New safety technology could reduce pedestrian fatalities. The Insurance Institute for Highway Safety has developed digital safety systems to spot pedestrians and automatically apply the vehicle’s brakes to reduce rising pedestrian fatalities.
There are 6 million car accidents in the U.S. every year and 6,000 accidents involve the death of a pedestrian. That’s a 50% increase from the number of pedestrian deaths just 10 years ago.
Automotive safety advocates and government regulators have been struggling to address these deadly accidents. A new study released Thursday, February 21, by The Insurance Institute for High Safety could provide a solution.
The study involved testing pedestrian crash avoidance technology in 11 SUVs in common pedestrian collision scenarios. In most of the tests, the SUVs stopped in time or slowed down enough to reduce the impact on the pedestrian.
The Insurance Institute for Highway Safety says that these digital safety systems could help to prevent many pedestrian collisions or reduce their severity. So brands like Toyota, which is considered one of the world’s most valuable car brands, could be equipped with these new systems.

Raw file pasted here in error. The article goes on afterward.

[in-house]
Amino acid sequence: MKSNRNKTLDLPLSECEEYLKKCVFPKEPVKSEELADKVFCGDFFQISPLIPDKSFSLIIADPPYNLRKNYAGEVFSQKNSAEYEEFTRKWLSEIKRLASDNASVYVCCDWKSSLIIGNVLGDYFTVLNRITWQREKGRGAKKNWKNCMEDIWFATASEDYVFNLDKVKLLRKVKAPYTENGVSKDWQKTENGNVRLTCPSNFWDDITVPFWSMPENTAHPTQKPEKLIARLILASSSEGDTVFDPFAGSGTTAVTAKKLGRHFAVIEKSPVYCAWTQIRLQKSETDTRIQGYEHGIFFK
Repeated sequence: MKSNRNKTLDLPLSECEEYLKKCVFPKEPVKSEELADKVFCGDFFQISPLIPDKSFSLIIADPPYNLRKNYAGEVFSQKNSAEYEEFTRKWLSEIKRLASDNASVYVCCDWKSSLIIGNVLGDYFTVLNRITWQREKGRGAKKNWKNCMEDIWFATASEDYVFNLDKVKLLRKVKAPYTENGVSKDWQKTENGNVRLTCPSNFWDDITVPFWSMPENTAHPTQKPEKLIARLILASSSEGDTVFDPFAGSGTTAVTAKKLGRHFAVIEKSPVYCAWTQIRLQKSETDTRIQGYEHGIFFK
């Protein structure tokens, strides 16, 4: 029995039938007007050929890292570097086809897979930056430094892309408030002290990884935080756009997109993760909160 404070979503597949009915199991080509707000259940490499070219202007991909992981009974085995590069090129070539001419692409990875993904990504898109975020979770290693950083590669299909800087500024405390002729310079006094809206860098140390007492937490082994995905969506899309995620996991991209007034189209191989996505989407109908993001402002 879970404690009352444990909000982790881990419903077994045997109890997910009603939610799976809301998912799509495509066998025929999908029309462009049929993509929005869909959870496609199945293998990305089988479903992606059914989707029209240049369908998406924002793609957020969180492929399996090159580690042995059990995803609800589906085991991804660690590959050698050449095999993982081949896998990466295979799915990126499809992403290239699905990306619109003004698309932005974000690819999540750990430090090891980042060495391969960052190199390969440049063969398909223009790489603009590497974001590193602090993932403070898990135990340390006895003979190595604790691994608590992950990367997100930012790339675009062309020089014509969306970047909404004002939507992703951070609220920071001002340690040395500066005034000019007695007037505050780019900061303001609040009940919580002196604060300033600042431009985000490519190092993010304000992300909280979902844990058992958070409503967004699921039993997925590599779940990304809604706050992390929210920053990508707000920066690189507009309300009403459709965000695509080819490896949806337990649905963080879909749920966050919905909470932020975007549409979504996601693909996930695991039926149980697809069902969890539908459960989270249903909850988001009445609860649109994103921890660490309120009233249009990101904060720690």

The institute also suggests improving vehicles’ lighting systems to help the drivers see better so they have more time to react to the pedestrian. Up to 77% of vehicles on U.S. roads are in need of repairs.
“We want to encourage manufacturers to include pedestrian detection capabilities as they equip more of their vehicles with automatic emergency braking systems,” said David Aylor, the IIHS manager of Active Safety Testing.
“We also want to arm consumers with information about these systems so they can make smart choices when shopping for a new vehicle,” said Aylor.
Most of the vehicles in the IIHS study were capable of detecting and responding to pedestrians. Only the BMW X1 failed to respond. According to the insurance trade group, the vehicle’s digital safety system functioned so poorly that it sent a crash dummy airborne.
The rise in pedestrian accidents is partly due to digital technology. Both drivers and pedestrians are distracted by their phones.
“We’ve got distracted drivers and we’ve got distracted pedestrians, and that is a deadly combination,” said Rebecca Lindland, an independent auto analyst.
But it isn’t just digital technology that’s to blame. Traffic volume has also increased since the end of the last recession due to poorly-designed roadways.
In 2017, the City of New York reduced its pedestrian fatalities to 101, the lowest total since 1910, by targeting roadway redesign and updating road markings. But experts believe that changing vehicle design could also help reduce pedestrian accidents.
“The best possible outcome is to avoid hitting a pedestrian altogether,” said Aylor. “[But] when a crash is unavoidable, sharply reducing a vehicle’s travel speed would give someone on foot a far greater chance of surviving any injuries in a similar real-world encounter with a passenger vehicle.”